Bit Security of Learning with Errors for Post-Quantum Cryptography and Fully Homomorphic Encryption

01/01/2017 to 31/12/2019

LWE can be summarised as: given a matrix `A` and a vector `b` modulo `q`, decide if `b` is uniform or if `b = A * s + e` for some small error `e`. Hence, the problem is essentially to solve a noisy linear system of equations modulo `q`. It was shown by Regev that this problem is as hard as assumed-to-be-hard problems. The problem has become a central building block of modern cryptographic constructions. 1. Modern cybersecurity relies on cryptographic algorithms such as RSA encryption and digital signatures as well as the Diffie-Hellman key exchange. It is well-known that the hard mathematical problems underlying these algorithms can be solved efficiently on a quantum computer. While the advent of quantum computers has been promised many times before, recent developments in the area have convinced many actors, especially those with a long-term security mission, to actively seek alternative algorithms which promise post-quantum security. As a result, post-quantum cryptography has recently developed from a niche area of cryptography to a mainstream concern. With the American standards body NIST announcing it would hold a competition for post-quantum proposals, the field is posed to become a central area of cryptographic research in the coming years. LWE is one of the central candidates for a hard problem withstanding attacks using quantum computers and first proposals for key exchange algorithms for Internet communication based on LWE are available. 2. Fully homomorphic encryption, the ability to compute with encrypted data, has progressed considerably since a first solution was proposed in Gentry's seminal work. The most recent generation of such schemes have become efficient enough to the point that first prototype applications, such as privacy-preserving computations with genome data, are being developed. All such constructions rely on the difficulty of solving LWE. While it is encouraging to have Regev's proof that solving LWE is no easier than solving problems widely believed to be hard as we increase parameters, this does not settle the question of how big we should choose our parameters to provide security against real world attacks. The purpose of this project is to provide more refined answers to this question, allowing us to rely on LWE with more confidence.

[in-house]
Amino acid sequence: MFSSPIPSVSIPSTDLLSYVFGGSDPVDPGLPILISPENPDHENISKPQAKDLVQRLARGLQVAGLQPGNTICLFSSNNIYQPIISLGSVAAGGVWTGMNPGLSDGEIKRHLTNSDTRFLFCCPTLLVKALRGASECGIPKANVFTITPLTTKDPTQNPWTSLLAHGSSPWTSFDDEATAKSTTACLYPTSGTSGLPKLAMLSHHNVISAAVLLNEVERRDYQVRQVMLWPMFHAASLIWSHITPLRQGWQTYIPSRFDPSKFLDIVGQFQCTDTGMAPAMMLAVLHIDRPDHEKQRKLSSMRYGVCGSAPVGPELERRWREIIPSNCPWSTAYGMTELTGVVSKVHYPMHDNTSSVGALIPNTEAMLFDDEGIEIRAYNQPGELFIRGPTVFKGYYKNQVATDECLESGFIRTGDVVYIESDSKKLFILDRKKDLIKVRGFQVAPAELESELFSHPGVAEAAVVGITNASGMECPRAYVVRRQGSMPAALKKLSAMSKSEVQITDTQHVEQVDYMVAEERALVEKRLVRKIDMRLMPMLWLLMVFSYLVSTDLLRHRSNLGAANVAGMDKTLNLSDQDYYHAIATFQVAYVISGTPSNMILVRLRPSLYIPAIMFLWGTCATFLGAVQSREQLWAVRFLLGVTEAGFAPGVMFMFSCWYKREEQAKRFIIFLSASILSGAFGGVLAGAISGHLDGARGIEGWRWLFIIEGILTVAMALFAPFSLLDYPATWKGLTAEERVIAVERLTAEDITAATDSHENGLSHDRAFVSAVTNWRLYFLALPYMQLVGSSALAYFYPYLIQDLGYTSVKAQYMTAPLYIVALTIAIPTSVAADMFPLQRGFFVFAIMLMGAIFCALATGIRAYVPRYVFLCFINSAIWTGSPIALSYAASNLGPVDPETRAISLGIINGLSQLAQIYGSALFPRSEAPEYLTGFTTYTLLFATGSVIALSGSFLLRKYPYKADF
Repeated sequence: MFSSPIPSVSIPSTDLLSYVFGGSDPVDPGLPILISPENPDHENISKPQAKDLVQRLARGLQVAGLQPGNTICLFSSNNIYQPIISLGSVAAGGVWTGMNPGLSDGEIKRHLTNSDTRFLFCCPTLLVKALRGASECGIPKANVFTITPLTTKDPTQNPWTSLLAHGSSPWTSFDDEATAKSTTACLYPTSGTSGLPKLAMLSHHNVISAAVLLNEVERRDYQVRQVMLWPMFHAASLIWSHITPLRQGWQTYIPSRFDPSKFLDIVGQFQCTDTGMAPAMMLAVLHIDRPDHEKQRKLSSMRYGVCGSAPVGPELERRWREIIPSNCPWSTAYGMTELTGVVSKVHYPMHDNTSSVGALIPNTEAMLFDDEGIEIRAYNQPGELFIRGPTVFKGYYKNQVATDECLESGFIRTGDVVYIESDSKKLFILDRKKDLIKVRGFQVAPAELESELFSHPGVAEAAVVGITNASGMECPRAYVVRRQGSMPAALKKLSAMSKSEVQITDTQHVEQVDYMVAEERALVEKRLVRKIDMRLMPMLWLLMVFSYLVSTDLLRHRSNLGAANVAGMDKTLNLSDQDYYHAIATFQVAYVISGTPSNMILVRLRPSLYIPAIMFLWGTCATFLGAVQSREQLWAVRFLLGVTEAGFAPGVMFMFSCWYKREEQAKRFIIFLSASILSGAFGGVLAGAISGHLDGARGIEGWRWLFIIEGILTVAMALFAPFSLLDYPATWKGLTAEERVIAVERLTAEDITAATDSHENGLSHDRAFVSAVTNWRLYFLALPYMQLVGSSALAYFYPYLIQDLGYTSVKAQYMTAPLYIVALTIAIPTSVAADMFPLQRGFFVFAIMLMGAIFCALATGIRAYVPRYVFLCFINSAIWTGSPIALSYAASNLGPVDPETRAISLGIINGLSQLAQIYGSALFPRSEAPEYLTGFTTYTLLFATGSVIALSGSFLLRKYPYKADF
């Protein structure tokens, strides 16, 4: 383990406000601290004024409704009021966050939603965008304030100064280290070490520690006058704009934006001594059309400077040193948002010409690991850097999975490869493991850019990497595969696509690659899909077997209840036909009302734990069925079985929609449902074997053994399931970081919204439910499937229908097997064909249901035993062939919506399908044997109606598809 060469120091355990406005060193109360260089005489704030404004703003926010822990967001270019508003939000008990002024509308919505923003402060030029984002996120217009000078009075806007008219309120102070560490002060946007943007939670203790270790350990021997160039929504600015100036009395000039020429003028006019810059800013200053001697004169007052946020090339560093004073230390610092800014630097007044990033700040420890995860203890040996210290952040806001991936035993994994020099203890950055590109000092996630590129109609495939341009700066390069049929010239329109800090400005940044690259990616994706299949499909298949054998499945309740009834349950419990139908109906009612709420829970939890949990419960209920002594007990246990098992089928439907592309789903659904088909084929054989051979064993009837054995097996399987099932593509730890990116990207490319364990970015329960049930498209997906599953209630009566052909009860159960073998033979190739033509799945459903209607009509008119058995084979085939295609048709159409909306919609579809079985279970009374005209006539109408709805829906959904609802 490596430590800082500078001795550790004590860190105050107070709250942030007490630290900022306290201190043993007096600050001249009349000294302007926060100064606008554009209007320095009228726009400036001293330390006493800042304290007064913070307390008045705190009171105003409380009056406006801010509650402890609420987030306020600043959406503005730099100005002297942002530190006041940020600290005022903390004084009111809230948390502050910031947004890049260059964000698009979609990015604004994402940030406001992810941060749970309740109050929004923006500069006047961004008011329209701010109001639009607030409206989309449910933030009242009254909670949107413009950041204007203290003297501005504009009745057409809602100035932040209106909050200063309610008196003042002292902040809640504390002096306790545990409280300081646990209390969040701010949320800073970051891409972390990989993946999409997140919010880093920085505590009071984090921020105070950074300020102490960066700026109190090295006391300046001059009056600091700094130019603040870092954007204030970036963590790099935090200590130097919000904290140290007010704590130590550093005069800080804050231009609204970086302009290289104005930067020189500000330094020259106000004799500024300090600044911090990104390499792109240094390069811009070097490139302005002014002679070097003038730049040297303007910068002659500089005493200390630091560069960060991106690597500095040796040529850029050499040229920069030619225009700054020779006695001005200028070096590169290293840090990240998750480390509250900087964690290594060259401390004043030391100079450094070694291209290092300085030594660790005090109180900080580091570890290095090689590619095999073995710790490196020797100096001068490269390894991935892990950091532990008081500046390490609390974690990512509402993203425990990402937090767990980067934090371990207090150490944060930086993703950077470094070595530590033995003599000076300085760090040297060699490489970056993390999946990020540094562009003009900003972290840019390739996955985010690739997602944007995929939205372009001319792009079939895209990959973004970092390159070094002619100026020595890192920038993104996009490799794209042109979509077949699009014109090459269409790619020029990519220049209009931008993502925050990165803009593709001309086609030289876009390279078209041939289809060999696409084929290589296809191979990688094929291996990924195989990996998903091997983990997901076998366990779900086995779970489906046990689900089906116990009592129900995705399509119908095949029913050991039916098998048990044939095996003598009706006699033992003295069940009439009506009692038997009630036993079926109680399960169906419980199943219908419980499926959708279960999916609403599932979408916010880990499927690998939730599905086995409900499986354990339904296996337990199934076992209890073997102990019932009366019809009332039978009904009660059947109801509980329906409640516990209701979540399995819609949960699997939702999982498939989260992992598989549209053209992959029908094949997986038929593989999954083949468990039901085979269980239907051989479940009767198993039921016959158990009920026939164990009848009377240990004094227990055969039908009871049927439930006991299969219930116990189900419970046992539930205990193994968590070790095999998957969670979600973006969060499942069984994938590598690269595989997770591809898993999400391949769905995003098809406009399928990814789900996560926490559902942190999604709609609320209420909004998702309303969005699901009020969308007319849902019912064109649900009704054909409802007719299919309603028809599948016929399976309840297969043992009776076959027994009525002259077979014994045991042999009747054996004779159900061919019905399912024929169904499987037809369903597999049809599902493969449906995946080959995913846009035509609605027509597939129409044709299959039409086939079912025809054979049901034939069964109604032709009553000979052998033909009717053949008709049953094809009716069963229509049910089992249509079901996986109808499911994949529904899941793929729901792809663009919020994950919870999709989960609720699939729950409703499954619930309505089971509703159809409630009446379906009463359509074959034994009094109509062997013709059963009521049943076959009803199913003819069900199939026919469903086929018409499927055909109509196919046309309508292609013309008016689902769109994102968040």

Sunday, 1 January, 2017 to Tuesday, 31 December, 2019

Project type:


EU to strenghten its expertise in cybersecurity research, technology and industrial developmen

Europe is stepping up its protection against cybersecurity threats, and is discussing a new structure of pool of expertise which will help secure the digital single market and increase the EU’s autonomy in the area of cybersecurity.

Europe is currently working on the establishment of a top knowledge base for cybersecurity and a network of national cybersecurity coordination centres called the European Cybersecurity Industrial, Technology and Research Centre and the Network of National Coordination Centres.

Future Events

Cyber Insurance and its Contribution to Cyber Risk Mitigation - Leiden March 25-29
25/03/2019 to 29/03/2019

The rise in both the scale and severity of recent cyberattacks demands new thinking about cybersecurity risk and the mitigation and transfer of that risk. Cyber insurance is one potential way to manage risk by transferring damage liability, but the cyber insurance market is immature and the understanding and actuarial knowledge of cyber-risk is currently underdeveloped.

e-SIDES workshop 2019

e-SIDES workshop: Towards Value-Centric Big Data: Connect People, Processes and Technology


2 April 2019

10am to 4pm


e-SIDES is a research project funded by European Commission H2020 Programme that deals with the ethical, legal, social and economic implications of privacy-preserving technologies in different big data context.